Rugby Statistics: Ireland must be zealous in protecting ruck ball

The concession of vital turnovers and penalties proved so costly to England’s hopes

Scotland’s Sean Maitland is tackled by England’s George Ford.  The Scots  like to play a high-tempo game, quick throws and tap penalties and on turnover ball, look to exploit any space out wide.Photograph: Craig Watson/Inpho

Scotland’s Sean Maitland is tackled by England’s George Ford. The Scots like to play a high-tempo game, quick throws and tap penalties and on turnover ball, look to exploit any space out wide.Photograph: Craig Watson/Inpho

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To paraphrase John Cleese’s character in the film Clockwise, “it’s not the despair. I can take the despair. It’s the hope I can’t stand”.

It seems a reasonable analogy to describe Irish rugby’s historical relationship with the irregular pursuit of a Grand Slam, where the two successes, 1948 and 2009, seem a relatively modest return when opportunity and outcome are weighed against one another.

Despite three victories and a home game to come against a Scotland side yet to prove their mettle on their travels, there is still an urge to peer into the shadows to see what lurks there, for fear of ambush on the road to London. Ireland’s journey has been a little bumpy for comfort at times but there appears a quiet confidence and resolution within the squad and management.

Delving beneath the headlines of Scotland’s excellent 25-13 victory over England at Murrayfield last time unearths an interesting narrative when it comes to the penalty count, the most striking aspect of which was that the Scots won (England conceded) six of a match tally of 13 penalties inside their own 22, a hugely relevant statistic in deciding the outcome.

It represents a massive momentum switch. England conceded two kickable penalties which Greig Laidlaw landed (numbers 1+10 in the graphic) – Stuart Hogg missed with a long range effort from a third attempt – but the fact the Eddie Jones’ side effectively negated and nullified their own attacking gambits through indiscipline and poor protection of ruck ball was a hugely significant failing.

It would be churlish though not to acknowledge how sharp the Scots were in exposing their opponents’ occasional sloppiness at the breakdown. Ireland have been forewarned to be zealous in protecting ruck ball.

England were awarded five of the first seven penalties in the match by referee Nigel Owens for a return of six points through the boot of Owen Farrell (numbers 2+3 in the graphic). The Scots did not concede a single penalty over the 80-minutes in their 22 – nor did England for that matter – but of the five penalties they were awarded in the opening 40-minutes, four were in their 22. At that point they led, 22-6, thanks to three long range tries.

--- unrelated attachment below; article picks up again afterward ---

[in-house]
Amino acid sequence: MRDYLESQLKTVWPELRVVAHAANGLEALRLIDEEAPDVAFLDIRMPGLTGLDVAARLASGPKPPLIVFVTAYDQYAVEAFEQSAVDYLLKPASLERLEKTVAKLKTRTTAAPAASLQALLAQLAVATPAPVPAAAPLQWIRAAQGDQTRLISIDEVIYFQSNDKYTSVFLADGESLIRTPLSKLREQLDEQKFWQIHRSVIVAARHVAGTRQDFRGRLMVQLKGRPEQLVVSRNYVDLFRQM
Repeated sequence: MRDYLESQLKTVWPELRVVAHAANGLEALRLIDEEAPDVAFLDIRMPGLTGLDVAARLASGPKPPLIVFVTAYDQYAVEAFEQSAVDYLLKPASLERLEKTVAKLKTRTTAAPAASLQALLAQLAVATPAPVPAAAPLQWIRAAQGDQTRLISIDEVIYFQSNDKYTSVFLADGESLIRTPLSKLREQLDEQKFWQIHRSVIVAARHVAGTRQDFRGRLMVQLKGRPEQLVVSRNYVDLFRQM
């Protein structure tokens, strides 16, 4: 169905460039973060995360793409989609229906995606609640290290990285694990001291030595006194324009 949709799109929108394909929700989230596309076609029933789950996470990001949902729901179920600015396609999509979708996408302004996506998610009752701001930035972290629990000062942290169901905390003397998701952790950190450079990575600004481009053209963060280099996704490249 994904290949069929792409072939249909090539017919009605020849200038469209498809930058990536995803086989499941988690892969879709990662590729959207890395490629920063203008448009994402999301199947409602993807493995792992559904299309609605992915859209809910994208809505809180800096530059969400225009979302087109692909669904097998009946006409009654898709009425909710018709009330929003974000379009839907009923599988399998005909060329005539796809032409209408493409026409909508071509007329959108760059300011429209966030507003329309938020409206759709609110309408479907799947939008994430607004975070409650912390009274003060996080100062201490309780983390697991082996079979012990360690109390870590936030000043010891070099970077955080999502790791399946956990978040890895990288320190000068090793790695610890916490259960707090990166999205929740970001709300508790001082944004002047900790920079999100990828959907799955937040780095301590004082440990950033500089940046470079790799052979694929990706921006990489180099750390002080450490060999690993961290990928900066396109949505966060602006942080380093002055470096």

So England had position and possession but not accuracy, composure or patience. Scotland captain, the outstanding John Barclay, latched onto the ball twice at rucks to force penalty turnovers, fellow flanker Hamish Watson once and England fullback Mike Brown was penalised for taking out a player beyond the ball.

The 11th and 13th Scottish penalties were down to Barclay again getting over the ball at the breakdown and hooker Stuart McInally, another brilliant performer on the day, forcing England to transgress for a final time in the shadow of the Scottish posts.

Release valve

England’s indiscipline supplied a pressure release valve, Joe Launchbury twice penalised, for not releasing at a ruck and taking the jumper in the air, Farrell for not retreating following a Garryowen, replacement Sam Underhill offering up a double whammy of yellow card and a three-pointer for a ‘no arms’ tackle and Courtney Lawes kicking a ball out of a ruck; all of the soft variety.    

So what else was evident?

Scotland committed more than two defenders to a ruck in terms of the initial tackle or contact on less than a handful of (four) occasions over the 80-minutes but they were astute in recognising a chance for the third player arriving to counter-ruck or latch onto the ball in forcing penalties and turnovers.

They like to play a high-tempo game, quick throws and tap penalties, no prevarication at lineouts in general and on turnover ball, look to exploit any space out wide. In defence they thrive on under-resourced opposition rucks.

Man of the match Scotland outhalf Finn Russell, quite apart from his impressive distribution skills, regularly employed several grubber kicks to try and discommode the English defensive line speed, something he’s likely to employ again on Saturday. He had the freedom of Murrayfield that day as England barely laid a hand on him, a state of grace he won’t anticipate on Saturday.

England tweaked their defensive set-up in the second half and as a result the Scots became narrower in orientation and employed more of a kicking game especially after Ali Price’s arrival at scrumhalf as they could afford that latitude based on the scoreboard.

Are there further lessons for Ireland?

Yes. Maintain their low penalty count in the tournament. When England were precise and direct they made significant metres; the Scots are themselves vulnerable in the wider channels and when Ireland are in the green zone, score. Don’t cough up penalties or turnovers.

Ireland have dominated possession and territory for the greater part of three matches in the tournament to date and if they squeeze once again – in the absence of significant defensive mental lapses – the Grand Slam roadshow will continue.     

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